Trump-Manafort Collusion Is Bad for the Rule of Law

(Bloomberg Opinion) -- There’s just one conceivable reason for Paul Manafort’s lawyers to be meeting with President Donald Trump’s during Manafort’s plea negotiations: Manafort was looking for a pardon, and Trump’s lawyers were dangling the possibility, whether expressly or implicitly.

Of all the troubling aspects of Trump’s behavior during this investigation, the hint of pardon abuse is the worst.

Anyone under investigation, even the president, is entitled to defend himself. But only the president has the formal power to pardon co-conspirators who might testify against him. The danger that he might do so fundamentally undermines the rule of law by putting the president above it.

To be sure, it would be a crime and an impeachable offense if Trump corruptly used the pardon power to protect himself during special counsel Robert Mueller’s investigation into Russian interference in the 2016 campaign. The fact that the Constitution gives Trump the pardon power does not mean he can use it to obstruct justice. That would be like saying the president could use his commander-in-chief authority to order the murder of his political opponents.

The bizarre conversations Manafort lawyer Kevin Downing had with Trump defense lawyer Rudy Giuliani, as reported Tuesday by the New York Times, demonstrate how the very possibility that Trump might use the pardon power corruptly has distorted the progress of the Mueller investigation and the principle that everyone in a democracy must be subject to the rule of law.

When you are negotiating with prosecutors, trying to exchange incriminating information for a reduced sentence, you don’t turn around and give a blow-by-blow to the lawyers for the person you are supposed to incriminate. That’s basic common sense, at least for anyone who has ever watched “The Godfather” or “The Wire.”

The only explanation for why Downing was helping Giuliani is that there was something Manafort, the president’s former campaign chairman, could get from Trump. And the only thing of value that Trump has for a convicted felon like Manafort is a pardon. Manafort was convicted in August on charges of tax and bank fraud. He pleaded guilty in September to conspiring against the U.S. and agreed to cooperate with Mueller’s investigation. On Monday, Mueller said Manafort had lied repeatedly since making that deal.

The information about the Mueller investigation that Downing passed to Giuliani undoubtedly helped Trump. It’s always good to know what your opponent is looking for.

For example, Downing reportedly told Giuliani that Mueller’s team was focused on the Trump Tower meeting in June 2016 at which a Russian emissary tried to offer Donald Trump Jr. compromising information on the Democratic candidate, Hillary Clinton. That knowledge would have allowed President Trump to infer that Mueller lacked independent corroboration that he knew about that meeting in advance.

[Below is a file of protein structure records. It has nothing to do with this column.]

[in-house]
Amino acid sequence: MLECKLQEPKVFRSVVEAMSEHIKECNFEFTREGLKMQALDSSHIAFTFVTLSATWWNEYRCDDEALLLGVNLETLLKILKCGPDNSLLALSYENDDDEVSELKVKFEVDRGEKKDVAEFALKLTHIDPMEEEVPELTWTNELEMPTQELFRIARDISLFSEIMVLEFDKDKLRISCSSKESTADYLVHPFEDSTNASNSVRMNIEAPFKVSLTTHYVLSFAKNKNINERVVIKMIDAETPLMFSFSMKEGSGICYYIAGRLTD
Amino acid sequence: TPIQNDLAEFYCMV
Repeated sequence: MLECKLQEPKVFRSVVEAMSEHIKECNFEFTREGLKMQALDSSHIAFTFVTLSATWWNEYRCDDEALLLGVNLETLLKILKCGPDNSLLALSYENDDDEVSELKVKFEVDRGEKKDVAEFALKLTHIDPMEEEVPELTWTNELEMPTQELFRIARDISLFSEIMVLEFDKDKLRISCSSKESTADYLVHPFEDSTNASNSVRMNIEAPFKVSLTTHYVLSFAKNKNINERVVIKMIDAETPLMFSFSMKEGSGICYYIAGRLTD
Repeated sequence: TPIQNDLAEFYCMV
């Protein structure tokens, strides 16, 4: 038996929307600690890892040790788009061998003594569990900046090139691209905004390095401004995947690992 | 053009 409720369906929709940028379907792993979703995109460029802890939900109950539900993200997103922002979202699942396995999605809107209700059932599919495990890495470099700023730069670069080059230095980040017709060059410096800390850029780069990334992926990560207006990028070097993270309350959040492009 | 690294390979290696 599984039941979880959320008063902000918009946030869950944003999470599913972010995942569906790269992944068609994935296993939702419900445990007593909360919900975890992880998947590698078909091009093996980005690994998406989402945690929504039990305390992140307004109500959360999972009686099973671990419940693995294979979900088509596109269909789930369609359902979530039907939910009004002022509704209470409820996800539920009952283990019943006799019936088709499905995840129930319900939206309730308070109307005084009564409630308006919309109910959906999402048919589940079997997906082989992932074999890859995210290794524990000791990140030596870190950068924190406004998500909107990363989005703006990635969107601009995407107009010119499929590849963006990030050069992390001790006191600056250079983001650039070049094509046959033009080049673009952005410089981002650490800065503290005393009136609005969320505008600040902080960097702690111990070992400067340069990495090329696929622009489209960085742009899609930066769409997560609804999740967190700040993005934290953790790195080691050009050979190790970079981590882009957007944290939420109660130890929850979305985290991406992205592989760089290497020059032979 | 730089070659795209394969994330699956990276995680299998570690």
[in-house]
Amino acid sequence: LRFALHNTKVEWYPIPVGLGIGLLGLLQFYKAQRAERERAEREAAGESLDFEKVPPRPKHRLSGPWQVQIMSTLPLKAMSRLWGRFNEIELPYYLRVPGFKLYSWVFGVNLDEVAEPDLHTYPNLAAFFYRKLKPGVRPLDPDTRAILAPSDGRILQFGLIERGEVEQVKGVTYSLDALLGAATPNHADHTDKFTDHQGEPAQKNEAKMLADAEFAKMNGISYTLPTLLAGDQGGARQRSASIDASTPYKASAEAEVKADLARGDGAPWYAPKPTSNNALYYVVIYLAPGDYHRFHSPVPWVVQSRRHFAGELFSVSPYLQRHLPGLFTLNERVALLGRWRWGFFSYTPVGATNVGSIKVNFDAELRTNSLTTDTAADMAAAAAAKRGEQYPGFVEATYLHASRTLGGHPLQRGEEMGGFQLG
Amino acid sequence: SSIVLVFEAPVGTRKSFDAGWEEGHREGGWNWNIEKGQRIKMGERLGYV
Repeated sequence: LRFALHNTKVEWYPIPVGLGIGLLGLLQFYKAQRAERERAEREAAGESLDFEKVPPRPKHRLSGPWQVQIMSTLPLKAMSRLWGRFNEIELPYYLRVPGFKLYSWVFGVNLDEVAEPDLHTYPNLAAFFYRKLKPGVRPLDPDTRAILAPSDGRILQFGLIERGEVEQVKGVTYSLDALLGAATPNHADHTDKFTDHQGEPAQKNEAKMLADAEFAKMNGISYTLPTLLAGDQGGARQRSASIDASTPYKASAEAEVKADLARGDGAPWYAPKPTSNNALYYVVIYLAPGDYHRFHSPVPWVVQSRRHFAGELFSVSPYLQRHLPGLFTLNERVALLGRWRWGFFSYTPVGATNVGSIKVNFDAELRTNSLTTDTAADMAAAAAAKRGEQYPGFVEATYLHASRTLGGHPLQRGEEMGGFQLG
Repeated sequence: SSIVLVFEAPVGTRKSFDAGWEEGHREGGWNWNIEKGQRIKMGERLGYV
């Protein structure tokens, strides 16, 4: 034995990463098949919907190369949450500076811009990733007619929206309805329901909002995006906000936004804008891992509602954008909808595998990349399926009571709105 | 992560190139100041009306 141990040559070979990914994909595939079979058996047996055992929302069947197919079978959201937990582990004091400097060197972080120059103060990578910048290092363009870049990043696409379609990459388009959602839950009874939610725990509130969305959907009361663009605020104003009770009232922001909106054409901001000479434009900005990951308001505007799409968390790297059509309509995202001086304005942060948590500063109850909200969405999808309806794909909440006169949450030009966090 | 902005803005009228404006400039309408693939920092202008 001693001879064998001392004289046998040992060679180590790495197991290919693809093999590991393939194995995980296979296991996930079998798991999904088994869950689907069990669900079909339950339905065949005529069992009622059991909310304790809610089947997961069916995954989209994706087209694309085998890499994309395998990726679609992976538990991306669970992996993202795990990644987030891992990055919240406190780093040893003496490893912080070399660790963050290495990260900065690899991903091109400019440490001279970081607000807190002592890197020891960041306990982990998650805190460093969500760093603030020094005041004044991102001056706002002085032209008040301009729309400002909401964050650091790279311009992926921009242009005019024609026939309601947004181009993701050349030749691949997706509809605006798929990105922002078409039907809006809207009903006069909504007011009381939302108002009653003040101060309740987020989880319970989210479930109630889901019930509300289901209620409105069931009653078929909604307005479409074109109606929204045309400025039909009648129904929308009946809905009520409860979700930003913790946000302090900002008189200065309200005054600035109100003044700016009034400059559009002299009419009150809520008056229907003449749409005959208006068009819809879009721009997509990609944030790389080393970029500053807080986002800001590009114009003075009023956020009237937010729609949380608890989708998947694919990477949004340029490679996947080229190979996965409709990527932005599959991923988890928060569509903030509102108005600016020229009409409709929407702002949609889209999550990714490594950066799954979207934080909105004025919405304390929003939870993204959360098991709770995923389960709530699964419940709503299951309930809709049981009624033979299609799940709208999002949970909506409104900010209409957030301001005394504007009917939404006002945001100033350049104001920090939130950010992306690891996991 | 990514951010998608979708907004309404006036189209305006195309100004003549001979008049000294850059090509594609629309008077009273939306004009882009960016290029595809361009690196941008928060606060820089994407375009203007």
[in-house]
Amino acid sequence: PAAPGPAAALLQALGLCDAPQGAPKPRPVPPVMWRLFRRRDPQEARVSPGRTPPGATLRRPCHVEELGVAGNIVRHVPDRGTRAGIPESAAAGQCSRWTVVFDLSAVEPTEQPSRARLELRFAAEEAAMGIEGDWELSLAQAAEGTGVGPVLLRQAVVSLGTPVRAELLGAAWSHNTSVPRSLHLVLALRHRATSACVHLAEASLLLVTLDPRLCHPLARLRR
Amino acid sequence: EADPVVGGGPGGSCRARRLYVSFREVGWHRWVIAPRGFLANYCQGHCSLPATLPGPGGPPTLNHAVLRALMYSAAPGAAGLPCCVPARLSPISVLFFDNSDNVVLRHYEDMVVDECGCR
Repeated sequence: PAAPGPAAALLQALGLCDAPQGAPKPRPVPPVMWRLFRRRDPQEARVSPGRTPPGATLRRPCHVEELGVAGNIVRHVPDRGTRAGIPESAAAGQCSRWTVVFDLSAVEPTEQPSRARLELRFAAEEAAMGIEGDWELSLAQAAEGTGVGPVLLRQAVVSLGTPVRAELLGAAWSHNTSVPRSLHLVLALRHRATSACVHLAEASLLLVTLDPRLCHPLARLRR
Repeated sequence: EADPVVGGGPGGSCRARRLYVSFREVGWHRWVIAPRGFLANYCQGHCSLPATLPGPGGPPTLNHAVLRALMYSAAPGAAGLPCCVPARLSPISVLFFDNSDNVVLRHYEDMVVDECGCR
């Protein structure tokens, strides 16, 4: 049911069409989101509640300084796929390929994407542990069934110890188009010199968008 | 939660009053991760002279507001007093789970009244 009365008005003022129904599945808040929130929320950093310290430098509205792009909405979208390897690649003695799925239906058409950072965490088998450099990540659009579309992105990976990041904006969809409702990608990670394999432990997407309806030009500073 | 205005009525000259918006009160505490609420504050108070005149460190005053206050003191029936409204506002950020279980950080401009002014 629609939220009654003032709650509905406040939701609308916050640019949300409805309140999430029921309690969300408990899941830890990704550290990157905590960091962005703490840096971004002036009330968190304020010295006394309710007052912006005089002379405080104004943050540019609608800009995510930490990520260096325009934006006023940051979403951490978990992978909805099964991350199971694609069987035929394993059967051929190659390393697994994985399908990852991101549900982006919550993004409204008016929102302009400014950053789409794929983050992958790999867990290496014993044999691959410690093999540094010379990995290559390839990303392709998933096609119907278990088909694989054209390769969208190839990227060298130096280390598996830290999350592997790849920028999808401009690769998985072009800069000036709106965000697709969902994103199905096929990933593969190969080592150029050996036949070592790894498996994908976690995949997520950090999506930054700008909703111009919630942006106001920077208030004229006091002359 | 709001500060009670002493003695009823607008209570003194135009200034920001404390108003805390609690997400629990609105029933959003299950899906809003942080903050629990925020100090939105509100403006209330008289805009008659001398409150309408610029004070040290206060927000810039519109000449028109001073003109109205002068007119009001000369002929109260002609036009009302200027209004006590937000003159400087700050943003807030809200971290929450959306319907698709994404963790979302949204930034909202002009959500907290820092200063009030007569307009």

Indeed, although you likely couldn’t prove it in court, you could argue that the meeting between Downing and Giuliani constituted an unlawful conspiracy to obstruct justice. Whatever information Manafort was offering must have been in the hopes of a return benefit. That benefit necessarily would have been — could only have been — a potential pardon.

Giuliani gladly received the information on the president’s behalf. Even if he never promised anything in return, his presence held out the hope of a pardon for Manafort.

The upshot of these meetings is that Trump and his team have a special tool unavailable to all other defendants or people under investigation, because he is the president. That’s unfair and wrong.

Trump could cure this problem by publicly promising that he won’t pardon anyone charged in connection with him, his campaign or his family. A normal president would likely have already done so, under political pressure.

Yet Trump has taken the opposite tack. Instead of making it clear that he won’t misuse the pardon power in his own defense, he’s gone out of his way to suggest that he just might.

Trump has even asserted that he has the right to pardon himself. That view is surely constitutionally wrong. A court would almost certainly refuse to treat a self-pardon as valid.

Nevertheless, by saying it, Trump effectively signaled to all listeners that he would use the pardon power to the fullest extent he could — that he would certainly pardon a co-conspirator to protect himself.

Such a pardon would be a crime and an impeachable offense, but it could also be legally valid. That is, a federal court would likely treat a pardon of Manafort as legal reason not to entertain charges against him. Trump would be criminally liable, but Manafort would be off the hook.

All this detail captures just how bad Trump’s words and actions connected to pardons have been. Damage is being done to the rule of law, right here and right now.

This column does not necessarily reflect the opinion of the editorial board or Bloomberg LP and its owners.

Noah Feldman is a Bloomberg Opinion columnist. He is a professor of law at Harvard University and was a clerk to U.S. Supreme Court Justice David Souter. His books include “The Three Lives of James Madison: Genius, Partisan, President.”

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